“I’m so driven and inspired to bring him to the world. I feel at times like I’m his arms and legs, his mouth and eyes,” Carlebach said over coffee. “He wanted to hold and hug and love every human being on the planet. So I see the auction as a way for him to sustain his own work. When I hear about Bono’s work in the world, I want my father’s legacy to be able to do that.”

Therefore the proceeds from the auction will fund the Shlomo Carlebach Foundation. In turn it is Carlebach’s hope to see the foundation support education, artists, and various charities.

A young Rabbi Shlomo Carlebach playing guitar. (YouTube screenshot)

A young Rabbi Shlomo Carlebach playing guitar. (YouTube screenshot)

As a friend of the Carlebach family for many years, Greenstein said, “her father is the reason I’m observant today. Shlomo was timeless. His music and teaching permeates all ages. There’s not a Jewish high school that doesn’t sing his songs. There’s not a Jewish wedding that doesn’t play them.”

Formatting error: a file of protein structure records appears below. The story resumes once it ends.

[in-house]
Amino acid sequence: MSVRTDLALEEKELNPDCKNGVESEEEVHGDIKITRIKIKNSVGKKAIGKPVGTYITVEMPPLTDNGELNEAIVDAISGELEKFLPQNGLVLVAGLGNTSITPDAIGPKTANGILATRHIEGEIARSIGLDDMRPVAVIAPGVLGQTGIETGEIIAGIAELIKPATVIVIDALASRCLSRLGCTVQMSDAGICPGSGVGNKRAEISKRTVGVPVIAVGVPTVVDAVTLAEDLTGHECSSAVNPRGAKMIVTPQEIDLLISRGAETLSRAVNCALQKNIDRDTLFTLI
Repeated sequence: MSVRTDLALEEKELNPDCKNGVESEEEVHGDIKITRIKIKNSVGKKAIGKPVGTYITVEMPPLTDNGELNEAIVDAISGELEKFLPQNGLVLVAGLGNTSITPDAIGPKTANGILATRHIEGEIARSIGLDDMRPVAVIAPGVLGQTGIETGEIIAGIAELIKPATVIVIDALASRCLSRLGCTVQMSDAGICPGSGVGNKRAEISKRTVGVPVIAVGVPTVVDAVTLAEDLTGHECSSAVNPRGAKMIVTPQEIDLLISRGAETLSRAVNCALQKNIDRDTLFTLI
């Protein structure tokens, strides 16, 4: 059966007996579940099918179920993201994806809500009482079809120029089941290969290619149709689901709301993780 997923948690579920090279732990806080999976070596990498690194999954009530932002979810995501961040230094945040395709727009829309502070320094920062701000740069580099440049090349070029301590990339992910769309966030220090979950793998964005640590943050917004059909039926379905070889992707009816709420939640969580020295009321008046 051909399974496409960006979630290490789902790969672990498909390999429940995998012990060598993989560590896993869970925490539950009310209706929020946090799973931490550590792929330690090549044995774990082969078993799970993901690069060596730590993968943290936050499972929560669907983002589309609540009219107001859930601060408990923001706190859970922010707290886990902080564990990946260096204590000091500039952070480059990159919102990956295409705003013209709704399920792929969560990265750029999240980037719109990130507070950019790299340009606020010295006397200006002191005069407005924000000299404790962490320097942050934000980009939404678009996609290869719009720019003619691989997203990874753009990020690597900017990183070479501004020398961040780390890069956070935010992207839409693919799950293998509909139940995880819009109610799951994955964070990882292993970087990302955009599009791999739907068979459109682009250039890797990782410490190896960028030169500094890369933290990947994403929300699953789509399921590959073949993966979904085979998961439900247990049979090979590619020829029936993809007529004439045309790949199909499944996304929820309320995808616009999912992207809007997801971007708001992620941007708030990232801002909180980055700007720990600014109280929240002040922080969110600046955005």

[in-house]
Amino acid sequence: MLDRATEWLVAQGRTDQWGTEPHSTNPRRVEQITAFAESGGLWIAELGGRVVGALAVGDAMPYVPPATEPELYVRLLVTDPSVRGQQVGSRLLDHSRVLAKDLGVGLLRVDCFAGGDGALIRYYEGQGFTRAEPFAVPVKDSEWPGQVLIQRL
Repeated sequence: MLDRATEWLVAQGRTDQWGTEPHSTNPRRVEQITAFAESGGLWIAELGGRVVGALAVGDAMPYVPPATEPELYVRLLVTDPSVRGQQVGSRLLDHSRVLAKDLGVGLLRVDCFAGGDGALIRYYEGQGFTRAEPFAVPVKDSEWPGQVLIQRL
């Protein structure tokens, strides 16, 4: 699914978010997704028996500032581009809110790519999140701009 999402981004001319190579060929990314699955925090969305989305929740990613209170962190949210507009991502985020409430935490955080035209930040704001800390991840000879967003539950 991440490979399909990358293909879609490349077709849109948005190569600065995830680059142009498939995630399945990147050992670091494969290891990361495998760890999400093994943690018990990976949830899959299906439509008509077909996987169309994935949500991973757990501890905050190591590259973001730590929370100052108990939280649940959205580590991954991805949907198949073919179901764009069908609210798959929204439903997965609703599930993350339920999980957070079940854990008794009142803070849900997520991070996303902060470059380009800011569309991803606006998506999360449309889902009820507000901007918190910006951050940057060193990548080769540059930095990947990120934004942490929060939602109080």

Because of that friendship, and the esteem in which he holds Carlebach, Greenstein isn’t taking a commission on the sale. Instead he will give the foundation the full value of whatever it receives for each item when the hammer comes down.

Just a few yeas ago, a different kind of hammer came down on Neshama.

‘Everything we were working for and towards — I could taste. And then I walked away from it’

“In 2011 we were a six-time entrant at the Grammy Awards; not nominations, but entrants. We were working with a gospel choir. Everything we were working for and towards — I could taste,” she said. “And then I walked away from it. I was dying inside. I had mourned for my father in public, but never in private.”

She had worked non-stop since her father’s death, aside from the traditional 30 days of mourning. She didn’t take a honeymoon when she married. She performed nine months pregnant and she performed while nursing her newborn son, albeit using a strategically placed blanket. She performed while her first marriage crumbled in 2012 and she performed while going through the divorce.

Finally she hit a wall and realized she needed to retreat and regroup.

“I realized I wasn’t making choices. I had traveled from one end of the earth to the other. was singing for him [my father] I was singing for my family, but I wasn’t singing for me,” she said.

For one year Carlebach didn’t sing.

Josh Nelson and Neshama Carlebach; the long-time musical collaborators are now also dating. (courtesy)